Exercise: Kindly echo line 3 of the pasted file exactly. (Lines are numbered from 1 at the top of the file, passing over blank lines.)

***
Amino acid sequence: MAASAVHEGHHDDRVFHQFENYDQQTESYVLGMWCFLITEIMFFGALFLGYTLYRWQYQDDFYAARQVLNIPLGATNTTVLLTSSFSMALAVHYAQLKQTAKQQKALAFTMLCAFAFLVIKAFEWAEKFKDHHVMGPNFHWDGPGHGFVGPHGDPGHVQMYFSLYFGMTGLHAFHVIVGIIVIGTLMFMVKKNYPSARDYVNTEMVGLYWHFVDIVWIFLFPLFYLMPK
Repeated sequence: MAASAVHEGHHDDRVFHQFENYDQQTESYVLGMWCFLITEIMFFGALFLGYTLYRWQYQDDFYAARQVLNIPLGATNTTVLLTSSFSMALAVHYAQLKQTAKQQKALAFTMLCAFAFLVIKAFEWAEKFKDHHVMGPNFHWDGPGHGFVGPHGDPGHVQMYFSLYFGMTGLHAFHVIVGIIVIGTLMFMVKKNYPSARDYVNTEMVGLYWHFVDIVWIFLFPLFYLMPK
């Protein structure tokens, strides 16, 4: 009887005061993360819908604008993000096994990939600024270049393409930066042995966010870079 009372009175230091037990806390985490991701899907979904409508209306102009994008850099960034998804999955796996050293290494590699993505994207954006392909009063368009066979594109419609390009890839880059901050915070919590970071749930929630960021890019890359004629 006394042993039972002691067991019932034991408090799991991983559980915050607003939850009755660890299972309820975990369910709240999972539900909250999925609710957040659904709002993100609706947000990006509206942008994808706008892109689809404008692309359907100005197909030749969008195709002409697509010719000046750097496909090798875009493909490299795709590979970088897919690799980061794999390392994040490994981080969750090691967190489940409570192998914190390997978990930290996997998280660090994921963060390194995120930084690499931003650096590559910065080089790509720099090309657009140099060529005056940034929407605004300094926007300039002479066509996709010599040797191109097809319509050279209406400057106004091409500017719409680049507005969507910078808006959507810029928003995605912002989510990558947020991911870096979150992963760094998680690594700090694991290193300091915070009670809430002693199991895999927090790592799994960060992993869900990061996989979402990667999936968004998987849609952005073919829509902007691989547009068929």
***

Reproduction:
């Protein structure tokens, strides 16, 4: 009887005061993360819908604008993000096994990939600024270049393409930066042995966010870079 009372009175230091037990806390985490991701899907979904409508209306102009994008850099960034998804999955796996050293290494590699993505994207954006392909009063368009066979594109419609390009890839880059901050915070919590970071749930929630960021890019890359004629 006394042993039972002691067991019932034991408090799991991983559980915050607003939850009755660890299972309820975990369910709240999972539900909250999925609710957040659904709002993100609706947000990006509206942008994808706008892109689809404008692309359907100005197909030749969008195709002409697509010719000046750097496909090798875009493909490299795709590979970088897919690799980061794999390392994040490994981080969750090691967190489940409570192998914190390997978990930290996997998280660090994921963060390194995120930084690499931003650096590559910065080089790509720099090309657009140099060529005056940034929407605004300094926007300039002479066509996709010599040797191109097809319509050279209406400057106004091409500017719409680049507005969507910078808006959507810029928003995605912002989510990558947020991911870096979150992963760094998680690594700090694991290193300091915070009670809430002693199991895999927090790592799994960060992993869900990061996989979402990667999936968004998987849609952005073919829509902007691989547009068929």